Meanwhile, the AHA continued to spread the word about the project through its own publications, the American Historical Review and Perspectives, both through articles about the status of the project and free advertising in the Association’s publications. The winners of the 2004 competition were formally announced at the annual meeting in Philadelphia this January, and will appear among the other award recipients in the March issue of Perspectives.
To address the concerns of Foundation staff about our financial reporting on the project, we asked the Association’s auditor, Elizabeth McMaster, to review both the finances of the project and the attached report through the 2005 calendar year. For the calendar year, we carried over $138,233 in funds on hand, we received $345,134 in additional funds from the Foundation over the summer, and made $3,443 in interest. Against these revenues, we incurred $437,999 in expenses which leaves us with $48,811 on hand.
On the expense side, the report shows costs associated with the final selection of the 2004 award recipients—eight $10,000 awards for the new winners (plus $5,000 for one of the earlier award recipients when he submitted his manuscript); six $1,000 honoraria for the selection committee, and costs associated with a conference calls for the final selection ($560). The other expenses consist of some staff time at the AHA ($6,420), costs associated with some of the management meetings in New York over the summer, a late bill for an advertisement in the Journal of World History in 2004 ($200), permissions fees for rights and images for five of the forthcoming titles ($4,295), and four readers reports ($800). Columbia’s expenses for the calendar year are slightly below what we estimated in the report submitted in October as a result of some staff turnover at EPIC.
In the coming calendar year we anticipate expenses of $155,000, comprised primarily of the next installments of payments to previous prize recipients. The authors will receive an additional $5,000 when they submit their manuscripts, and a final $5,000 payment after they have signed off on the final copyedited text for publication. Beyond those costs, we estimate approximately $8,000 in permissions and fees for images for the books—though we would have to admit that thus far we have consistently overestimated the amount of need in this category. We also anticipate $25,000 in editorial costs at Columbia, primarily for freelance editing of the nine new manuscripts due this spring, and an additional $20,000 for a final workshop this Spring. As agreed in the previous budget and reports to the Foundation, staffing at the Association for remaining work on the project will not be charged to the grant.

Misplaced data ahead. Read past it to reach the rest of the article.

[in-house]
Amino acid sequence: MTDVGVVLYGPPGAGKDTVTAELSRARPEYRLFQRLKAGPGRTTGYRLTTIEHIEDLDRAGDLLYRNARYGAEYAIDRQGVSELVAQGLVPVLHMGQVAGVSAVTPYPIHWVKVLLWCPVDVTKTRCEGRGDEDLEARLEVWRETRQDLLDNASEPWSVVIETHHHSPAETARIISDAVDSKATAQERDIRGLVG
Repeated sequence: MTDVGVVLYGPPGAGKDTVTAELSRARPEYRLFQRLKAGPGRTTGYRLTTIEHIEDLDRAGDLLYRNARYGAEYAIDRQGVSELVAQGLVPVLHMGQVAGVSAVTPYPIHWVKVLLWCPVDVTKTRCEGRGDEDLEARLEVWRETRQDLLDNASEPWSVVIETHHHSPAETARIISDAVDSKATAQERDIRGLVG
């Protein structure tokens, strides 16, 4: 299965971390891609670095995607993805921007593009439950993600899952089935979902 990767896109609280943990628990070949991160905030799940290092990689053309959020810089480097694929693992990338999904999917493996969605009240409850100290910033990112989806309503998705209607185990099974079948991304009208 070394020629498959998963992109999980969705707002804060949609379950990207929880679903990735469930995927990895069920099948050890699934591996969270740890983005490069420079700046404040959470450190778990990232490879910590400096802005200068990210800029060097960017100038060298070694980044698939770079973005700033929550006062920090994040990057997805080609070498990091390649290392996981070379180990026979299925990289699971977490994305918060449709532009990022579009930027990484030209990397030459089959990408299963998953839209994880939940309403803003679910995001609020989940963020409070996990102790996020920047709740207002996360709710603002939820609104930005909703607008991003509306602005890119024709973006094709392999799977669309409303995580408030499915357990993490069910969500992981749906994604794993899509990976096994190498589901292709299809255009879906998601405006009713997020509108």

To cover the anticipated expenses over cash on hand, we request the final allocation from the grant.
The project appears to be headed to a successful conclusion, with all books completed on time and the project finished within the designated budget. We do request an extension on the terms of the current grant, which would allow us until Spring 2008 to submit the final report for the project. Since the current contracts give the authors two years to complete their projects, the eight most recent prize recipients, who signed contracts earlier this Spring, will not be required to submit their manuscripts until early 2007. Given the time needed for editing and production work, the project cannot be completed before late 2007. Obviously, given past experience, we have to assume that some authors will not complete their manuscripts on time. We should have a better sense of this after the workshop meeting in March, when nine of the remaining 17 authors should submit their manuscripts. After we have had an opportunity to gauge whether and if there is a problem, the managers of the project at the AHA and Columbia will meet together to develop a specific set of procedures for addressing this issue within remaining time for the grant and submit it to the Foundation for approval.